The days of big Budget handouts are long gone and New Zealanders need to get used to the "new normal" that is frugal Government spending.
That was the message of Prime Minister John Key in his post-Budget address at a Trans-Tasman Business Circle function this afternoon.
"The days of Budgets being these massive hand-outs of money we don't have, I think, are gone," he said.
"The new normal is the Government learning to live with about a billion dollars - maybe a billion-and-a-half dollars.
"Those days of three, four and five billion dollars' worth of extra expenditure are over."
His comments followed Thursday's Budget in which Finance Minister Bill English continued to keep a tight hold on state spending.
Key used his speech to talk up the Government's moves to address poverty, including a $25 a week increase in benefits for families on welfare and a lift in in-work tax credits for working families.
"We have a responsibility to lock after those who are most in need," he said.
Key said 110,000 families relied on benefits to support around 190,000 children.
Including Working for Families tax credit increases, up to 500,000 children would benefit from the changes, he said.
But those measures did not stop today's event being targeted by a rowdy group of anti-poverty protesters, led by veteran activist Sue Bradford, who police blocked from entering the SkyCity events centre.
Sarah Thompson, spokeswoman for the group, Auckland Action Against Poverty, said yesterday's Budget allocations aimed targeting poverty were a "mean trick" aimed at fooling the public into thinking the Government was trying to affect real change.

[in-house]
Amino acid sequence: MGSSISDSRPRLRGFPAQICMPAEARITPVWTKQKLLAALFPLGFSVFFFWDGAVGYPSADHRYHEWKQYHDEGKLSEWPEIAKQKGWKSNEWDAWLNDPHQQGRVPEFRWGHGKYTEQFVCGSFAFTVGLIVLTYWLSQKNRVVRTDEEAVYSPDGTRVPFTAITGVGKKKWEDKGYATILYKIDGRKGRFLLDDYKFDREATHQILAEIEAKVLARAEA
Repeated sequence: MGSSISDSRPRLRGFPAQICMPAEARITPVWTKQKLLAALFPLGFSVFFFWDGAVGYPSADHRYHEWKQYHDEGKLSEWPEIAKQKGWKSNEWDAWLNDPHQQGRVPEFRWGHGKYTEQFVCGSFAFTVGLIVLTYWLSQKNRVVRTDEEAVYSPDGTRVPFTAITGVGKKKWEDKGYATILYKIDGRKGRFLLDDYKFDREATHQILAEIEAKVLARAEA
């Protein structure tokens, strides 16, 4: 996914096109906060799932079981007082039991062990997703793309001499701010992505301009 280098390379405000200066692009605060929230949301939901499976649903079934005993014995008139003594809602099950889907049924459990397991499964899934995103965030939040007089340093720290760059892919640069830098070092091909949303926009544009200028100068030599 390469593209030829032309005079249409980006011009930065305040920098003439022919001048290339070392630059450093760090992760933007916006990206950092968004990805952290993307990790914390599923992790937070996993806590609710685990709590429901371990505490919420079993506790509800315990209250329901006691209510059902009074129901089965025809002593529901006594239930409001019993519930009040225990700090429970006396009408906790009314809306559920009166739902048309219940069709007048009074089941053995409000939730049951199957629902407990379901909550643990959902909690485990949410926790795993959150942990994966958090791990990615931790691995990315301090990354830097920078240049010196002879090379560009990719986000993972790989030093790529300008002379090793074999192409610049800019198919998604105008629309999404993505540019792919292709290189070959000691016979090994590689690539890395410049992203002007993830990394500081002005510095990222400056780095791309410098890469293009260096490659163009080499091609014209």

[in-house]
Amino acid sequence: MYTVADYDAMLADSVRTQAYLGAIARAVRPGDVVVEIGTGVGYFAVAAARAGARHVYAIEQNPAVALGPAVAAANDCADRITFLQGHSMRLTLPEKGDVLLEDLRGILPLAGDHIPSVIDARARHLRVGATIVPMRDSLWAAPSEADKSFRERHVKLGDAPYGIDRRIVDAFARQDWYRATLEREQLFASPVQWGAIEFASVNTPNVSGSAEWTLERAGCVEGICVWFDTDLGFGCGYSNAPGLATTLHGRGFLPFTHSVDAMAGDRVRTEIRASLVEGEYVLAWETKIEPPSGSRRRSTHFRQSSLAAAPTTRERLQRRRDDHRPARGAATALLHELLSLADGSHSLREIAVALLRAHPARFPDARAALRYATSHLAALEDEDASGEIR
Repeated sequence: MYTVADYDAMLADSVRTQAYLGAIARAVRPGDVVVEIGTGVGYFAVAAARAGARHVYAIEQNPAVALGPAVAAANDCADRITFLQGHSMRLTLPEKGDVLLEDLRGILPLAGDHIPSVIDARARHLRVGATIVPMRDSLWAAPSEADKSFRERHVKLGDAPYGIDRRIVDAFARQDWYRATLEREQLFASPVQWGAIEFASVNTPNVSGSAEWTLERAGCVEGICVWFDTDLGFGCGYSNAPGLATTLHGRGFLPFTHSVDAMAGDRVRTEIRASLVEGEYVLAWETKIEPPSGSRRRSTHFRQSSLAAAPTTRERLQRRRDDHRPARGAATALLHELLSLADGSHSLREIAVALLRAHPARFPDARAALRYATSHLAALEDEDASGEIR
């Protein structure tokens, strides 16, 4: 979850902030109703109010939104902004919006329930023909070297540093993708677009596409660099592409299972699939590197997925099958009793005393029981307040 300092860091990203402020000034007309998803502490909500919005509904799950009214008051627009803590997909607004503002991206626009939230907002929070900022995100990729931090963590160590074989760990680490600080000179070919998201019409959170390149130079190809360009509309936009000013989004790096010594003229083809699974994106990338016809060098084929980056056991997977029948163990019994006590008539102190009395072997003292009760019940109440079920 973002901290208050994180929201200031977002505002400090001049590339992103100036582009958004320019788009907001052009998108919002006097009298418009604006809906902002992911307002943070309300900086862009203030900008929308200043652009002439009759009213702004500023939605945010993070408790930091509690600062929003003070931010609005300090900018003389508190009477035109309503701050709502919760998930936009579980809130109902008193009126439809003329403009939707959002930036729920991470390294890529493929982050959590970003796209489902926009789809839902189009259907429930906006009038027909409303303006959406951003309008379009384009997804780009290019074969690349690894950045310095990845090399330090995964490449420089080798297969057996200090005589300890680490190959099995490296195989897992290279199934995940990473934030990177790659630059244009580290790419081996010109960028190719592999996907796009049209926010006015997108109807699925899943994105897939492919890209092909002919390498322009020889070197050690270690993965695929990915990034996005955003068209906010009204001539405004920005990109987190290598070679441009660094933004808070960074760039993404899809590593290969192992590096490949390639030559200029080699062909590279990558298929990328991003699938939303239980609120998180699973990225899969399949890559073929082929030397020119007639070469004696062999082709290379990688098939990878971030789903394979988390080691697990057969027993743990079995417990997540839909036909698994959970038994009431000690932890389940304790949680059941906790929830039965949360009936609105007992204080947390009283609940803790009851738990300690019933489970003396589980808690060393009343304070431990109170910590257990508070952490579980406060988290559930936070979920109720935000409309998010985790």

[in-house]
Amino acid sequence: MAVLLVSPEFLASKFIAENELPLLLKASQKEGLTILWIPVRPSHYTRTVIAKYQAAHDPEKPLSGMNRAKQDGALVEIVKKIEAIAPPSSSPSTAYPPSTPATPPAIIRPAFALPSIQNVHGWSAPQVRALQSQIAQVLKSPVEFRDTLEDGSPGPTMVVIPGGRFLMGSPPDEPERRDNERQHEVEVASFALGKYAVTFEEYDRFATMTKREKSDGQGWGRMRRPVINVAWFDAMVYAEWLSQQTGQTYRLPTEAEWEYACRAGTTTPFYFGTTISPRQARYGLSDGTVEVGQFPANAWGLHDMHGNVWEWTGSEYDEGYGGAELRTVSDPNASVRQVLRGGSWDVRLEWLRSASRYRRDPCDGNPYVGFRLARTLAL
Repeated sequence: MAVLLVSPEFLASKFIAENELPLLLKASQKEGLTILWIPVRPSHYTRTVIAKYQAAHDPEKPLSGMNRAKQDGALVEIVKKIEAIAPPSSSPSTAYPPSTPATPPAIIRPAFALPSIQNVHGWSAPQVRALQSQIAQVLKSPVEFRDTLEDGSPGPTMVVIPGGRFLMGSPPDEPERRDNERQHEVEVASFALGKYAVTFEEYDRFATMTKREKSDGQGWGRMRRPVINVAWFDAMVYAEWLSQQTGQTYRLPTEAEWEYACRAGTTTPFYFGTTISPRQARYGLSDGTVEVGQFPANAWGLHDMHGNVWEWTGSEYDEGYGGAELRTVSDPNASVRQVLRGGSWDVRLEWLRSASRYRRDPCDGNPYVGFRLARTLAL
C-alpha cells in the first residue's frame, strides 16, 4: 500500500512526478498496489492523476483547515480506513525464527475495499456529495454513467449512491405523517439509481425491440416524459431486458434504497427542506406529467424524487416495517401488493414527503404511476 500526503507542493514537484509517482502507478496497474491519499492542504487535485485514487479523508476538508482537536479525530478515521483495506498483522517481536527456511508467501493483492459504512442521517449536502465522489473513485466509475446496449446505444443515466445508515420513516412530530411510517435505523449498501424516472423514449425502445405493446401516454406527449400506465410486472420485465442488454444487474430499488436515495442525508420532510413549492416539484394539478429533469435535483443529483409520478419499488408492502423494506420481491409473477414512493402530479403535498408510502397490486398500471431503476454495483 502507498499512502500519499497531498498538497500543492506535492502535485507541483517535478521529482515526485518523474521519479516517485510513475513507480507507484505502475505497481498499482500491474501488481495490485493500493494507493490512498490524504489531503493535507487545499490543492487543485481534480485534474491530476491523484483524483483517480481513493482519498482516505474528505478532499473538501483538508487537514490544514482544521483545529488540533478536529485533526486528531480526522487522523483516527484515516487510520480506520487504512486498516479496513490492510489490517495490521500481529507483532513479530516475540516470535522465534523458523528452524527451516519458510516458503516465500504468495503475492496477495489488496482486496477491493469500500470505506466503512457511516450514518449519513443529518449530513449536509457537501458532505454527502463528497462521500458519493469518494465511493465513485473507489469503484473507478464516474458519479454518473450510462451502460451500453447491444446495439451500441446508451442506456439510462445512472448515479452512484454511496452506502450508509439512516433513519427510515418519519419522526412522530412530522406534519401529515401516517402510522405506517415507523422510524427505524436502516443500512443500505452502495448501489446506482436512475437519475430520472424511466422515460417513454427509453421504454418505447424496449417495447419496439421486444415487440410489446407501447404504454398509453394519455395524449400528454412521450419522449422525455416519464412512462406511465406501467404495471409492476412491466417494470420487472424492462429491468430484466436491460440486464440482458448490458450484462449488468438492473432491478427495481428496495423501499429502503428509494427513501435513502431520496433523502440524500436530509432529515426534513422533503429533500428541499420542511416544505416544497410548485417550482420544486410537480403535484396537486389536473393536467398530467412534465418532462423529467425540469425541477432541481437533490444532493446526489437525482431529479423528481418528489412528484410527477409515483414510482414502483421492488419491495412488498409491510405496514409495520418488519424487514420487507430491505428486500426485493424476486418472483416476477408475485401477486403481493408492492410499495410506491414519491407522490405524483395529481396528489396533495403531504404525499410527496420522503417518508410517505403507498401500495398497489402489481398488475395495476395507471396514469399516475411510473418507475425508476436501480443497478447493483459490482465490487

"The $25 they are putting towards beneficiaries is too little too late and at the same time they are expecting parents [on benefits] with children who are three to enter the workforce," Thompson said.
"What this means is there will be associated costs such as childcare, travel and clothing. The [extra] $25 will go nowhere to cover those costs."
Key said the Government's efforts to address poverty had been lost on the protesters.
"We're the first the Government to raise benefits in 43 years - I would have thought they'd be cheering out there," he said.
Talking to media after his speech, Key said he often saw the rationale behind protests.
"But protesting about child poverty when we're the first Government to raise benefits in 43 years, you just start saying they are protesting for the sake of it."
Through a new requirement announced in the Budget, parents on the benefit will be required to look for work when their youngest child turns three, down from five previously.
Key said there would be "no sanctions" on beneficiaries who genuinely could not find work.
"We've built in quite a lot of flexibility in the way that we deal with childcare and other initiatives," he said.
"We know that the way out of poverty is through work."
Key also defended a new travel levy that will increase the cost of a return flight out of New Zealand by about $22.
The levy is expected to bring in roughly $100 million annually, which will be used to boost border protection.
"I'm the Minister of Tourism and I'm very, very confident that it [the levy] won't make a blind bit of difference to [the tourism industry]."
Key rubbished Labour leader Andrew Little's comments that it was unfair for people aged over 65, who continued to work, to also collect superannuation payments.
"I think that would be grossly unfair to start means testing super," he said.
Key said the $1000 KiwiSaver kick-start, which the Government axed in Thursday's Budget, was no longer required.
"It's a well ensconced system now," he said.
"If you leave school tomorrow, and go and get a job, the first thing HR will ask you is, 'Do you want to join KiwiSaver?' You don't need $1000 for a scheme that's pretty much getting everybody in and two-and-a-half million people are in it."